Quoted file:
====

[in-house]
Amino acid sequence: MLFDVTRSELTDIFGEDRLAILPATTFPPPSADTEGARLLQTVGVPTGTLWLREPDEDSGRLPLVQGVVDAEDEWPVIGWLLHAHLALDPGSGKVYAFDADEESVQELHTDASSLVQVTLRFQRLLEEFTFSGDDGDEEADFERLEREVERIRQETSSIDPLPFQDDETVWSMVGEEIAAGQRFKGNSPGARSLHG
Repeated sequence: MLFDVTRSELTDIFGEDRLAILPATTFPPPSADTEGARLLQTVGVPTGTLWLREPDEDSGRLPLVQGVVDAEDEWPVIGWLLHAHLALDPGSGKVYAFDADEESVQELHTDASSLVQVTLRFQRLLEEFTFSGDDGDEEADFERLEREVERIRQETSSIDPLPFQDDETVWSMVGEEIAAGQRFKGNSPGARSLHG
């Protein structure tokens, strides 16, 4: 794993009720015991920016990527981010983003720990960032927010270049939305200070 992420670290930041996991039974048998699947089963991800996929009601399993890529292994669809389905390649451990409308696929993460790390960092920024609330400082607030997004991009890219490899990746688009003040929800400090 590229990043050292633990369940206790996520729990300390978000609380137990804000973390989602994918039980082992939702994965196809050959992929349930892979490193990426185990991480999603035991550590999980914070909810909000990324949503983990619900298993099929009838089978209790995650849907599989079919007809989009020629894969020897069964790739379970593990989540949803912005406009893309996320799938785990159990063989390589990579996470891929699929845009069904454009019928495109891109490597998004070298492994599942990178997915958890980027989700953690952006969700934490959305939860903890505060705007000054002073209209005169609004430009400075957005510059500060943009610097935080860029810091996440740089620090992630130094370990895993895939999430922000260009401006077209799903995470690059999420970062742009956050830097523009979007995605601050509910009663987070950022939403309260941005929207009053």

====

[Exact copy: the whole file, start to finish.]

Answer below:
[in-house]
Amino acid sequence: MLFDVTRSELTDIFGEDRLAILPATTFPPPSADTEGARLLQTVGVPTGTLWLREPDEDSGRLPLVQGVVDAEDEWPVIGWLLHAHLALDPGSGKVYAFDADEESVQELHTDASSLVQVTLRFQRLLEEFTFSGDDGDEEADFERLEREVERIRQETSSIDPLPFQDDETVWSMVGEEIAAGQRFKGNSPGARSLHG
Repeated sequence: MLFDVTRSELTDIFGEDRLAILPATTFPPPSADTEGARLLQTVGVPTGTLWLREPDEDSGRLPLVQGVVDAEDEWPVIGWLLHAHLALDPGSGKVYAFDADEESVQELHTDASSLVQVTLRFQRLLEEFTFSGDDGDEEADFERLEREVERIRQETSSIDPLPFQDDETVWSMVGEEIAAGQRFKGNSPGARSLHG
């Protein structure tokens, strides 16, 4: 794993009720015991920016990527981010983003720990960032927010270049939305200070 992420670290930041996991039974048998699947089963991800996929009601399993890529292994669809389905390649451990409308696929993460790390960092920024609330400082607030997004991009890219490899990746688009003040929800400090 590229990043050292633990369940206790996520729990300390978000609380137990804000973390989602994918039980082992939702994965196809050959992929349930892979490193990426185990991480999603035991550590999980914070909810909000990324949503983990619900298993099929009838089978209790995650849907599989079919007809989009020629894969020897069964790739379970593990989540949803912005406009893309996320799938785990159990063989390589990579996470891929699929845009069904454009019928495109891109490597998004070298492994599942990178997915958890980027989700953690952006969700934490959305939860903890505060705007000054002073209209005169609004430009400075957005510059500060943009610097935080860029810091996440740089620090992630130094370990895993895939999430922000260009401006077209799903995470690059999420970062742009956050830097523009979007995605601050509910009663987070950022939403309260941005929207009053």